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  •    With the exception of a few below-freezing days and a dash of snow now and then, it’s been an especially mild winter and, if things don’t change, one that will surely go into the record books. Blame fossil fuel and wood burning, wild animals, livestock, pets and humans flatulating, volcanoes spewing, natural gas fracking, and the further decomposition of organic deposits such as peat.

  •    An authority on rope suggested to me that vines that climb up trees go up clockwise just as the first course of rope is laid in its manufacture. Do all vines go “right-handed,” like rope? Of course, a right-handed vine is only right-handed when looking up from the ground. Looking down from its top it is left-handed or counterclockwise.

  •    Another year has passed. The Christmas bird counts are in the bag. It’s time to sit back and enjoy the cold weather.

  • ­    As the Northern Hemisphere continues to warm up, natural selection will reverse a long-term trend in warm-blooded animal evolution known as Allen’s Rule. Mammals that stay active in the winter tend to have thicker fur than those that hibernate, just as the plumage of seabirds is thicker than that of land birds in general.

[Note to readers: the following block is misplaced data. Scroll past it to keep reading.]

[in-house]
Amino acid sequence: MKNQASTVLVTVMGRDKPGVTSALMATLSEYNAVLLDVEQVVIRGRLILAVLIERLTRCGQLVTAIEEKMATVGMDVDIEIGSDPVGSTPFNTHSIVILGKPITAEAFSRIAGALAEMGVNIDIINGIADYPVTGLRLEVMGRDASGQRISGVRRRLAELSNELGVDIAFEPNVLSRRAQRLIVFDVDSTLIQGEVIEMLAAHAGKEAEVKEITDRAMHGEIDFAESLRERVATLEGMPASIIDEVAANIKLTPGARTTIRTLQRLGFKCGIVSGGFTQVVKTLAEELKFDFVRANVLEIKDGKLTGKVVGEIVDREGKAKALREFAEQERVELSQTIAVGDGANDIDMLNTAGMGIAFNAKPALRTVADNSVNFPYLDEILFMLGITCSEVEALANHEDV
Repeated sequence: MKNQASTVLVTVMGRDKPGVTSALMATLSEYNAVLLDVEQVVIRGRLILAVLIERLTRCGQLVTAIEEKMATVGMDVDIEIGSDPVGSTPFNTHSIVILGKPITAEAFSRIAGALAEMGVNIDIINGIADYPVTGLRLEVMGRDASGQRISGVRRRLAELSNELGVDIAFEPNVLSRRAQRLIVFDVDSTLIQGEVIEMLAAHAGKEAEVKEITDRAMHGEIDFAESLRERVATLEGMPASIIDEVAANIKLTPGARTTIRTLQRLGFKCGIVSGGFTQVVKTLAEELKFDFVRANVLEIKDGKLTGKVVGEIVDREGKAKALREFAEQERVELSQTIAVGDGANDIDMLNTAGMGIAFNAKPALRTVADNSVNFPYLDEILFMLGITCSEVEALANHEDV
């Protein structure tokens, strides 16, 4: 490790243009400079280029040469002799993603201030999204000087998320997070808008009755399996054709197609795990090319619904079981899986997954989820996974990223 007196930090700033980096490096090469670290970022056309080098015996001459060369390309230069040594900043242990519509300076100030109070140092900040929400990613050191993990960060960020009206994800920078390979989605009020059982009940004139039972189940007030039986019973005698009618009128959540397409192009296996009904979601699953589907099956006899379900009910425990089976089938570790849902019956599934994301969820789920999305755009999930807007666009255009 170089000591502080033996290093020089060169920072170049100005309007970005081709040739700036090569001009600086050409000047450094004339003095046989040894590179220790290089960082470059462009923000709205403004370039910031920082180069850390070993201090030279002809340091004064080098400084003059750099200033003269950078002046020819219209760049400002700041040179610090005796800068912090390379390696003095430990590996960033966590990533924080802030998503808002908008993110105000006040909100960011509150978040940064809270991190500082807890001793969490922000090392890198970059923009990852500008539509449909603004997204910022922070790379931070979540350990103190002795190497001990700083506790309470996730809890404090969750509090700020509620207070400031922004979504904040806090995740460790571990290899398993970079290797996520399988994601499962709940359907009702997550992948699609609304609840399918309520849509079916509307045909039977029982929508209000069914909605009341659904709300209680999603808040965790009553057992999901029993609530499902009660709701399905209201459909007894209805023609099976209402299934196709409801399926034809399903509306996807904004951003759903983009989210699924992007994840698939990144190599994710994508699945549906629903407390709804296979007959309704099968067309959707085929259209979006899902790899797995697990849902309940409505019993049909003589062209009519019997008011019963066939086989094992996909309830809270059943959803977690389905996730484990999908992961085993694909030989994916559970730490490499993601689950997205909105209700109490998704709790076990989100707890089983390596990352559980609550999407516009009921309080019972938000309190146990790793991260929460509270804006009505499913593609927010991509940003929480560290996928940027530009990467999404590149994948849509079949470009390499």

•     An extraordinary event took place on Saturday — the annual Montauk Christmas bird count, now more than 100 years old and among the very oldest in the country.

  •     It is impossible interpreting the present, but you can come close interpreting history. In my mind the history of East Hampton, and for that matter all of Long Island, is much more interesting than what is happening now. We’ve passed way beyond the age of discovery; we might better describe contemporary life as the age of packaging, marketing, distribution, and bad political theater.

  • Local discoveries and rediscoveries are still to be made.
  •     Sunday was a perfect day to take a walk in the woods. Adelaide de Menil and I went to the South Fork-Shelter Island Nature Conservancy’s Sagg Swamp Preserve. Adelaide had never been there, I had not been since 1995 when I led a walk for the Conservancy.

  • We cannot sustain ourselves without oxygen, and we can’t exist without nitrogen either, but too much nitrogen, and the balance of nature is seriously out of whack: Think red tide, brown tide, and other algae blooms.
  • Leaves. We can’t live without them; some of us can’t live with them, particularly so after they’ve all fallen and coated every inch of landscape